Teaching English and Living Like a Local in Small-Town Costa Rica

Like some of you, I’ve been reading International Living magazine for years, dreaming of the day I would find myself enjoying life in another country.

In September 2016, I found the courage to take that leap.

Barely one month after my 59th birthday, I traveled solo to Costa Rica. My plan was to try living there for a year…immerse myself in the culture…then decide what I would do next with my life.

Because I spoke no Spanish, I had arranged to spend the first few months living with a bi-lingual Costa Rican host family. Their home was in Barva, a small town located in the hills north of the country’s capital of San José.

From the moment I arrived—in the middle of their typical Friday evening fiesta—I felt like part of the extended family. They welcomed me to sit with them and offered me a glass of wine. A short while later, I was laughing along with them as they joked and teased each other, as families everywhere do.

The next day began my initiation into daily Costa Rican life. My host family helped me get a local sim card for my phone and explained how to use the bus system. In no time at all I was able to navigate to wherever I wanted. Buses are cheap and go everywhere in Costa Rica, so I decided to make learning each new route a mini-adventure.

My host “mom” (we were the same age) loved to cook and introduced me to all the typical Costa Rican foods. One of my favorites was gallo pinto, a flavorful breakfast dish made with rice and beans, which she happily taught me how to make. She would also invite me along on walks up the steep roads above town, where we had wonderful views of the mountains surrounding the Central Valley.

I had found my host family though a TEFL (Teaching English as a Foreign Language) certification institute, whose four-week program I had registered to attend.

Becoming a teacher was a new experience for me. In my previous life, I had worked in IT for 25 years and spent 12 years in residential remodeling. Teaching English seemed like the best way for me to assimilate with the local culture and earn an income as well.

After finishing the program, I accepted a job teaching three English classes a week at a private school in the town of Santo Domingo de Heredia.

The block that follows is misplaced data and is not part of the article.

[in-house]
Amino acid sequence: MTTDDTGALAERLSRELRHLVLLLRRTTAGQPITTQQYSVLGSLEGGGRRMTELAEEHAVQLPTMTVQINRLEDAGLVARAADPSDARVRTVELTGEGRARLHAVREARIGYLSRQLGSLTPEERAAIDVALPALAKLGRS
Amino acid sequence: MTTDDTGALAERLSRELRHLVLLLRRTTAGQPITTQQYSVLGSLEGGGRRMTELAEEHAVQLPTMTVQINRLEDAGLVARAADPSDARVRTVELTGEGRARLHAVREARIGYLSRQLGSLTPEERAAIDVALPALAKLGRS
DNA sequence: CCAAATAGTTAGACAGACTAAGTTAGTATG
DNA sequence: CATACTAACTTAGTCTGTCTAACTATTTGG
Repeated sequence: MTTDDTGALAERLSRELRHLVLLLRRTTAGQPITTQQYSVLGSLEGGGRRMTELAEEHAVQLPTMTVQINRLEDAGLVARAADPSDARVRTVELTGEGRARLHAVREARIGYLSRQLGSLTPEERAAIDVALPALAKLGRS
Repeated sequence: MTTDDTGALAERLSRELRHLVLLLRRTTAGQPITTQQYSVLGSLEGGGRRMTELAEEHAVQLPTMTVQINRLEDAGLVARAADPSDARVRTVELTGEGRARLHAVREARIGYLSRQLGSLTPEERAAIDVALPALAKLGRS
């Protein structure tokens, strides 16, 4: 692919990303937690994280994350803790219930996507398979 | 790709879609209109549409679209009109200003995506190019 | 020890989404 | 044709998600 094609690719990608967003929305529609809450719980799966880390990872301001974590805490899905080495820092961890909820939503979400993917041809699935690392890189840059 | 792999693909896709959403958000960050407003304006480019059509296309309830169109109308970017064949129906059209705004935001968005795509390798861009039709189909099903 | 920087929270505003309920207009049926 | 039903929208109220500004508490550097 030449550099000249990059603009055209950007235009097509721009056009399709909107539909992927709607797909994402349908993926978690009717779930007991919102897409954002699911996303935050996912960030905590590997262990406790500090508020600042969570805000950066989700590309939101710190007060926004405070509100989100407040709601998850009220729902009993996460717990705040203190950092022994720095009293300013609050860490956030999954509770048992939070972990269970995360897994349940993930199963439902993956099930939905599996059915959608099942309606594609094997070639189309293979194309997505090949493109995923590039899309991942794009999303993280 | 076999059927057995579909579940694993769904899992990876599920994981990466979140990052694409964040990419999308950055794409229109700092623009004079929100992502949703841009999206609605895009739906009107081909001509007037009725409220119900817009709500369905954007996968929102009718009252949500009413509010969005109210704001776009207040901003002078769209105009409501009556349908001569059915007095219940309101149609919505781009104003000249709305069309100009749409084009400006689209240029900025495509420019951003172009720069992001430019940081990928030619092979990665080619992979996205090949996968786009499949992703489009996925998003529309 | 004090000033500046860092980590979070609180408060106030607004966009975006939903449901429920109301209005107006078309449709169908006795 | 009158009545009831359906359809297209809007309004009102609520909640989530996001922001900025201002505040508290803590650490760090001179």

Santo Domingo sits on a broad plateau, making it wonderfully walkable. I discovered an elegant old hotel where I spent hours strolling the endless paths that meandered through acres of exotic gardens. The town also had a weekly farmers’ market (feria), three well-stocked grocery stores, plenty of shops, and a nice variety of local and gourmet restaurants.

When I discovered a small, fully furnished home available for rent in Santo Domingo, I decided to take it. It was located in a gated estate that was an easy 15-minute walk along a tree-lined road into town.

I loved being able to shop at the town feria on Saturday mornings, where the vendors lined up for blocks along two sides of the soccer field. My bags would overflow with the most delicious pineapple, salad greens, tomatoes, herbs, eggs, and my new favorite fruit…papaya.

My basic monthly expenses averaged $800 a month. Rent was $400, which included cable, internet, water, and trash. Electricity was $20, plus $15 for cooking-gas every other month. Groceries were about $200 a month. Dining out three to four times a week came to $120 a month. Transportation (buses, taxis, and the occasional Uber) averaged $40. And I spent another $10 a month on phone minutes.

Once a week I would take a 25-minute bus ride from Santo Domingo into San José. Walking the old neighborhoods (barrios) around the capital, with their colonial architecture and lush parks, was one of my favorite pastimes. Another was discovering eclectic coffee shops, where I could settle in to catch up on emails or work on my lesson plans.

Living in Costa Rica fulfilled my dream of immersing myself into their wonderful culture. Having dipped my toe into overseas living, it’s hard to be content staying at home for long…and I’m already planning my next adventure.

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